One of the challenges that all infection control and QI programs face is obtaining the necessary funding to complete all their required activities such as surveillance, reporting and prevention. Anthony Harris from the University of Maryland spent a great deal of time (e.g. SHEA White Paper on Necessary Infrastructure) as SHEA President pushing for increased resources for hospital epi activities. In a recent BMJ Quality and Safety editorial, he offered suggestions for advancing the recognition and resources for infection control and QI activities, including societies (i.e. SHEA, APIC, ESCMID) partnering with governments to create comprehensive recommendations for infection control programs and funding.
Specifically, he recommends:
(a) guidelines by major organisations outlining the optimal reimbursement and full time employee (FTE) of hospital epidemiologists and infection preventionists for health care facilities in various settings. Currently, agencies such as CMS list certain conditions of participation for institutions relative to infection control and soon to be antibiotic stewardship; however, details of these requirements are vague and should be expanded
(b) as reimbursement moves away from fee per service and more towards quality outcomes driving reimbursement and penalties, we need more effective and novel methods of directing resources for day-to-day infection prevention. For example, an infection prevention fee could be imposed on all procedures that require significant infection prevention resources such as surgery or central line insertion and maintenance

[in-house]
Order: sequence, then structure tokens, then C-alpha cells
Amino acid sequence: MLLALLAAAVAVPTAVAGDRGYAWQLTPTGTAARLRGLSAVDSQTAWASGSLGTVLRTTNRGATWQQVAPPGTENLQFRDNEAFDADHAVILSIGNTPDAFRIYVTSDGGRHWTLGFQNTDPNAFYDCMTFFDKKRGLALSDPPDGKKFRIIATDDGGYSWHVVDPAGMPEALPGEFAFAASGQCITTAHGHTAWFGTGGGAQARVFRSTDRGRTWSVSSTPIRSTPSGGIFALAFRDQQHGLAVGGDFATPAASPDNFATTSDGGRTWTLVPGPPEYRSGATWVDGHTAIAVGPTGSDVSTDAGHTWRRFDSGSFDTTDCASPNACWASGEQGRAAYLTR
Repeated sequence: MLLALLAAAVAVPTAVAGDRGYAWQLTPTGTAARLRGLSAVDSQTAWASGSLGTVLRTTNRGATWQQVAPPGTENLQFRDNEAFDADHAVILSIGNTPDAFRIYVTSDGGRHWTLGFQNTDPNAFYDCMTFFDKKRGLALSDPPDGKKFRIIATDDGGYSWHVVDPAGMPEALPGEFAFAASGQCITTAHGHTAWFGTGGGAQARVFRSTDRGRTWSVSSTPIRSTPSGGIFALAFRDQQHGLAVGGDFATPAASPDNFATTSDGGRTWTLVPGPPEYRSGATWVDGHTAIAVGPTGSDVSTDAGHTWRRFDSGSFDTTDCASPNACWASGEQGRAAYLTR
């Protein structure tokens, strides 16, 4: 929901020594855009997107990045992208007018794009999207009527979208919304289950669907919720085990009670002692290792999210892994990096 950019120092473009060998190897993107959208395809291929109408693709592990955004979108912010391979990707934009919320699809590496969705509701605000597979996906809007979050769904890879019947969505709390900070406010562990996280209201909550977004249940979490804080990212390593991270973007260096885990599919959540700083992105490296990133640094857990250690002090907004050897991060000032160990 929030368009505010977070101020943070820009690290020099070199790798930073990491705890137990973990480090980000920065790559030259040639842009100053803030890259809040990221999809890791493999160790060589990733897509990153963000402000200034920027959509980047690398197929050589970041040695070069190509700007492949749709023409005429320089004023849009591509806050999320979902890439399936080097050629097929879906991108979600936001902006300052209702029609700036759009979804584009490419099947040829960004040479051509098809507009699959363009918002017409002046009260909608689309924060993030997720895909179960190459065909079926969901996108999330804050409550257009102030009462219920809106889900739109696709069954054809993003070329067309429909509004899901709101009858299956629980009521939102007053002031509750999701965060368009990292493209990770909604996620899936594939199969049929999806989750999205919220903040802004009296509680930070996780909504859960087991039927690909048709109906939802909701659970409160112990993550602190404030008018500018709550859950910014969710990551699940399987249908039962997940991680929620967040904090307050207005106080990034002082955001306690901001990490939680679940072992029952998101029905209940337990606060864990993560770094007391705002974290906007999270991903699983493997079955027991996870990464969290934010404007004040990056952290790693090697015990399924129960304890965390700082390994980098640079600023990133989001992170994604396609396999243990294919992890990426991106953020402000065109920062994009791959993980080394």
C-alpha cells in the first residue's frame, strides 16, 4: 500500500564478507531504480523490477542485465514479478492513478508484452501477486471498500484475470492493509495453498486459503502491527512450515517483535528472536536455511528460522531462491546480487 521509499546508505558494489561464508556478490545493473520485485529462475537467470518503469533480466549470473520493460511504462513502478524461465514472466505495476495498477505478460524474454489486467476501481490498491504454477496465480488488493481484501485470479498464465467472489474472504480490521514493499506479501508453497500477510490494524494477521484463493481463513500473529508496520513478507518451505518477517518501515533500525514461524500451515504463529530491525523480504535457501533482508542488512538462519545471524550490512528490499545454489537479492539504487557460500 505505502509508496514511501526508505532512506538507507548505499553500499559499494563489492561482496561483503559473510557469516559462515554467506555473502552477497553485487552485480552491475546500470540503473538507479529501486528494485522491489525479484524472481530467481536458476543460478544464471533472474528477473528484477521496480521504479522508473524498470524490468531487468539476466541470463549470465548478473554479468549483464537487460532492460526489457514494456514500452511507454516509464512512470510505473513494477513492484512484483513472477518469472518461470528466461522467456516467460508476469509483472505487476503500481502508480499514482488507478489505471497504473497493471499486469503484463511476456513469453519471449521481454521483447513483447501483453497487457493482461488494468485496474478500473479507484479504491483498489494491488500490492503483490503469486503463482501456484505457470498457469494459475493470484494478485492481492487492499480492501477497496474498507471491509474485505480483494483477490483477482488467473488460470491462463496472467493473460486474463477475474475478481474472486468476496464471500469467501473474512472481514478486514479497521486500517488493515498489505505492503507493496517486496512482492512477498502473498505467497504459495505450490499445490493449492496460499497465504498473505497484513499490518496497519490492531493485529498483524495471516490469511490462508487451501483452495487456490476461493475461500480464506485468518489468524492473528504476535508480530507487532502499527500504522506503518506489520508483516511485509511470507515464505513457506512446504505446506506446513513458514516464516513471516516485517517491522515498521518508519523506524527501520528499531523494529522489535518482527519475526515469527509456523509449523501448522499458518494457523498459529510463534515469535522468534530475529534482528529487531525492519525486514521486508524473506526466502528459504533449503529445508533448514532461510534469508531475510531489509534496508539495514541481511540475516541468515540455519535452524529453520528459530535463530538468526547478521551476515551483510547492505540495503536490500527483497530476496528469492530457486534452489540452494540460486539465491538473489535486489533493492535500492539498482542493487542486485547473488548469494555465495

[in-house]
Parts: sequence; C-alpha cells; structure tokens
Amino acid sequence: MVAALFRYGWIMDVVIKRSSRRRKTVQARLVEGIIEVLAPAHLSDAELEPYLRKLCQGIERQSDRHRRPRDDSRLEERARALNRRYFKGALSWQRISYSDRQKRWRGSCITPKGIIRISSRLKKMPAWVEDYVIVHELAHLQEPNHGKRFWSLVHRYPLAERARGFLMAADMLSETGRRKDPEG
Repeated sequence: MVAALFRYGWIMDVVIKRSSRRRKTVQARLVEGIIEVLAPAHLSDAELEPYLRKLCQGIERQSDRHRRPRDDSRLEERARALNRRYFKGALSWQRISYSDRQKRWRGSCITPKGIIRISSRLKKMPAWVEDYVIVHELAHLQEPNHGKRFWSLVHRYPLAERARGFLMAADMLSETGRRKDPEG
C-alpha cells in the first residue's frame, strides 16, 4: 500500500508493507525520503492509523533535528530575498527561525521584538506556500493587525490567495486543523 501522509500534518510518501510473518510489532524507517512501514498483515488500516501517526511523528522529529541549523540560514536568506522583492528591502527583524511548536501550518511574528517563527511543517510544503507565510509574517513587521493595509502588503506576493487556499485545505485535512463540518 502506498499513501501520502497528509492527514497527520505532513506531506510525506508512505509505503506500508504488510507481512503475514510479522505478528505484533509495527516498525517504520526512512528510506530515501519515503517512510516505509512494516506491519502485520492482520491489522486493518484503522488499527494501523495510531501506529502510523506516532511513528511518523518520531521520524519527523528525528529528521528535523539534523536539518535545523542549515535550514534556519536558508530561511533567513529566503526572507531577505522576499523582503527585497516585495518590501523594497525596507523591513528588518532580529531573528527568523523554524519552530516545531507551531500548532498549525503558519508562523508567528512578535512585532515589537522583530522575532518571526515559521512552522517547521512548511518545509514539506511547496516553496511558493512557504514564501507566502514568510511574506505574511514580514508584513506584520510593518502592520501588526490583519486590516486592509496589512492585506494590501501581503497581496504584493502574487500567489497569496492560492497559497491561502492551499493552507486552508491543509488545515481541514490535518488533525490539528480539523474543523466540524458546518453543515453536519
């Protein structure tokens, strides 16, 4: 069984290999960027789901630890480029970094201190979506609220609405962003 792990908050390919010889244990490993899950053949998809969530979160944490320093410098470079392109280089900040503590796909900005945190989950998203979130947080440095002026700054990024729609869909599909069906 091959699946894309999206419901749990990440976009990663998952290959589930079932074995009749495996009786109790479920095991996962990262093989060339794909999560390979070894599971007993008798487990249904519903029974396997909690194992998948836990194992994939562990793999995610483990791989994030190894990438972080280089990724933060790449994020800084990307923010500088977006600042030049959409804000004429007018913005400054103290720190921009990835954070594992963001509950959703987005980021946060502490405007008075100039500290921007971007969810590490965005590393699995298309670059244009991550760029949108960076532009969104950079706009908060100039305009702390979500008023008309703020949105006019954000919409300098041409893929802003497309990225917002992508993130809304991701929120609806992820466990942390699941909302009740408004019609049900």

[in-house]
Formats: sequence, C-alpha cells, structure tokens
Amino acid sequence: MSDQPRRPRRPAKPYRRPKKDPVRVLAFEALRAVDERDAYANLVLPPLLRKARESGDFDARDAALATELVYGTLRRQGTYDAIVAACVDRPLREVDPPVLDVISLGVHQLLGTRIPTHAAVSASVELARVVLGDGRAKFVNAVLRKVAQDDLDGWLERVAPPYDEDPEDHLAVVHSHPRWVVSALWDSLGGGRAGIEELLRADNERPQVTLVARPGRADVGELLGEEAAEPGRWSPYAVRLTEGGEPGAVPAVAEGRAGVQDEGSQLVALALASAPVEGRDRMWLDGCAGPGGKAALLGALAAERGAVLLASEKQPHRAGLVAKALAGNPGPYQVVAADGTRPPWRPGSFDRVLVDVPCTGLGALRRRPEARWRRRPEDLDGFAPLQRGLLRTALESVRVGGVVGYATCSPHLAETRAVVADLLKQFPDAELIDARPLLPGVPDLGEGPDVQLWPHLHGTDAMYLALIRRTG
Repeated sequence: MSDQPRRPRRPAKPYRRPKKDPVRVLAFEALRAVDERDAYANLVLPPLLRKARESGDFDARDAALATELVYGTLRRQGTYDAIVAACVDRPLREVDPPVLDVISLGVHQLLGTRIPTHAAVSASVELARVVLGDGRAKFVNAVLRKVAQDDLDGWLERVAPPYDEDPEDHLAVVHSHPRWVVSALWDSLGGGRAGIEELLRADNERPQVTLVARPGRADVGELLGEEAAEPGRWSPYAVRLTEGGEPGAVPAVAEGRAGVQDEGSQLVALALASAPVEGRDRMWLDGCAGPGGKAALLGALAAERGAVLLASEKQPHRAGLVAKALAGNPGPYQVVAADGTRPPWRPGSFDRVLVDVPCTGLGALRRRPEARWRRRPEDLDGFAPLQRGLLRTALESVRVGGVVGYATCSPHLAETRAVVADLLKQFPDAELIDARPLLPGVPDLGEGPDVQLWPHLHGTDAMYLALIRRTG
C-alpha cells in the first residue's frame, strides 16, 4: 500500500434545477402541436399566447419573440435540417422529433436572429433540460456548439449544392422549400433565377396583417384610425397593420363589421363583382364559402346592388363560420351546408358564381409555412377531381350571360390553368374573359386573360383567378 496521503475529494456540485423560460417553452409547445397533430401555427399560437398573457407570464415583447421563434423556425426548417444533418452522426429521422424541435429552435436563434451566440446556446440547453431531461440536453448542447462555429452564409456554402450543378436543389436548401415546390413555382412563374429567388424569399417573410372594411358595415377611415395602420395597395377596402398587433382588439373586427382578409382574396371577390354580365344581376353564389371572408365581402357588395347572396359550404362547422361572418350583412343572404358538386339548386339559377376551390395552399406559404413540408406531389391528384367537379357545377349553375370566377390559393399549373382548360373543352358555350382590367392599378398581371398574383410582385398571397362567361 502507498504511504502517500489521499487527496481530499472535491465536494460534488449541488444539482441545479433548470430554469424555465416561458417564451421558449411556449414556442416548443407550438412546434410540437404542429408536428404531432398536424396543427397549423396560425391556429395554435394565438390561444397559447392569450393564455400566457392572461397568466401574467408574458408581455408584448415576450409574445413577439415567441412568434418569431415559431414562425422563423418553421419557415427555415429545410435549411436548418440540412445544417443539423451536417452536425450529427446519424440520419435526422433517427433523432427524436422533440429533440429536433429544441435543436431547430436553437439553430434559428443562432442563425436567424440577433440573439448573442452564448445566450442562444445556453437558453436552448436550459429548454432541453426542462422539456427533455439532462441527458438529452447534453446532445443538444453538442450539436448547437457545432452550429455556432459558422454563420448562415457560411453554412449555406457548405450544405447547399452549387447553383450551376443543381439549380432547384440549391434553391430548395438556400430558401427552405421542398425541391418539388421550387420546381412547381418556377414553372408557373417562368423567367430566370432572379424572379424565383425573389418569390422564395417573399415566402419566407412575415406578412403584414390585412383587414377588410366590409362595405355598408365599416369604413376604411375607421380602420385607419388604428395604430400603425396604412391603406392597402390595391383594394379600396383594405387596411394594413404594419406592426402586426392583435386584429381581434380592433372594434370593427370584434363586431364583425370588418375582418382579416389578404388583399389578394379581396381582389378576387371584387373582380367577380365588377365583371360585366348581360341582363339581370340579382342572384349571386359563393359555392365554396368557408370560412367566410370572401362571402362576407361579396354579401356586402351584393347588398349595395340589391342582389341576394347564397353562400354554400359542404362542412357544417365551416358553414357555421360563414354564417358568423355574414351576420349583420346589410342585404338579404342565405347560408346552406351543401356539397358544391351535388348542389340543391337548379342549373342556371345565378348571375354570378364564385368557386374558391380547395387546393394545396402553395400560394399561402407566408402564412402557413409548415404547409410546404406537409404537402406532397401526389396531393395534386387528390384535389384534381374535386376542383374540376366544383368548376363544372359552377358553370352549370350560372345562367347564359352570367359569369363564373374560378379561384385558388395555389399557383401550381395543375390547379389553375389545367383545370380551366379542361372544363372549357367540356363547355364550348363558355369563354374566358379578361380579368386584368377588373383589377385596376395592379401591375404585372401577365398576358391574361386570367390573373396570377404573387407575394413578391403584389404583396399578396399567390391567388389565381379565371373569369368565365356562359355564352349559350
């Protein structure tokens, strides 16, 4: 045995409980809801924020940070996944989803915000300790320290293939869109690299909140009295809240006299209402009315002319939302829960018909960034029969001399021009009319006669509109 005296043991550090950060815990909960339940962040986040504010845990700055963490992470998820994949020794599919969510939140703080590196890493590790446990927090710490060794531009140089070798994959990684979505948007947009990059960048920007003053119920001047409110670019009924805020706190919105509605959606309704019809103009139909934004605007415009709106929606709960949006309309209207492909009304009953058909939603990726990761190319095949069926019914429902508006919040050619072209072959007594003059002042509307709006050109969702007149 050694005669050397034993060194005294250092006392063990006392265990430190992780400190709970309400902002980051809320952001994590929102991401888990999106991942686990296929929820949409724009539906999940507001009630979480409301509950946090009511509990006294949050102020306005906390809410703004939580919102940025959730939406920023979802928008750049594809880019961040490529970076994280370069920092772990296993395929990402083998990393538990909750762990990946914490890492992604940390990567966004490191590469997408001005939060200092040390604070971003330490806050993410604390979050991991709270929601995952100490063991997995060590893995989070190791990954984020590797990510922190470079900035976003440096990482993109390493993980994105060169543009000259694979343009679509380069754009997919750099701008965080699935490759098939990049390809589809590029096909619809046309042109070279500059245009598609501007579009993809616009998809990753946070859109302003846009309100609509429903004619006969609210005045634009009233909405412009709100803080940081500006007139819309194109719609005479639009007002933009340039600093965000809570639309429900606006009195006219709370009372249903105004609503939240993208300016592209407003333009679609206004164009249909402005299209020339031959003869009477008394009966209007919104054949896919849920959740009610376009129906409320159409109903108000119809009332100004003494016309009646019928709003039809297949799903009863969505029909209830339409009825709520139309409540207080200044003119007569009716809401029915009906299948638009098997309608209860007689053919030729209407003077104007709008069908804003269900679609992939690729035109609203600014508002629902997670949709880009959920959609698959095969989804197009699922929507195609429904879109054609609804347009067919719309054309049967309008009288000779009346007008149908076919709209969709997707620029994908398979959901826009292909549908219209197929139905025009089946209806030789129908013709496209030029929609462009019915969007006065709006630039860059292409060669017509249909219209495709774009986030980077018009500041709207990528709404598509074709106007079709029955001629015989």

(c) funding for state health departments to assist individual hospitals in establishing effective infection prevention programmes
(d) novel reimbursement models such as a fixed fee per surveillance culture reviewed, a fee for each chart reviewed to assess the appropriateness of antibiotic selection or an hourly fee for performing outbreak investigation may be warranted
(e) certification requirements for hospital epidemiology and QI experts that will help recruit and establish more experts to the field.
The full editorial (free full text access) is well worth reading. (COI alert: I'm a co-author)
Eli N. Perencevich, MD, ACP Member, is an infectious disease physician and epidemiologist in Iowa City, Iowa, who studies methods to halt the spread of resistant bacteria in our hospitals (including novel ways to get everyone to wash their hands). This post originally appeared at the blog Controversies in Hospital Infection Prevention.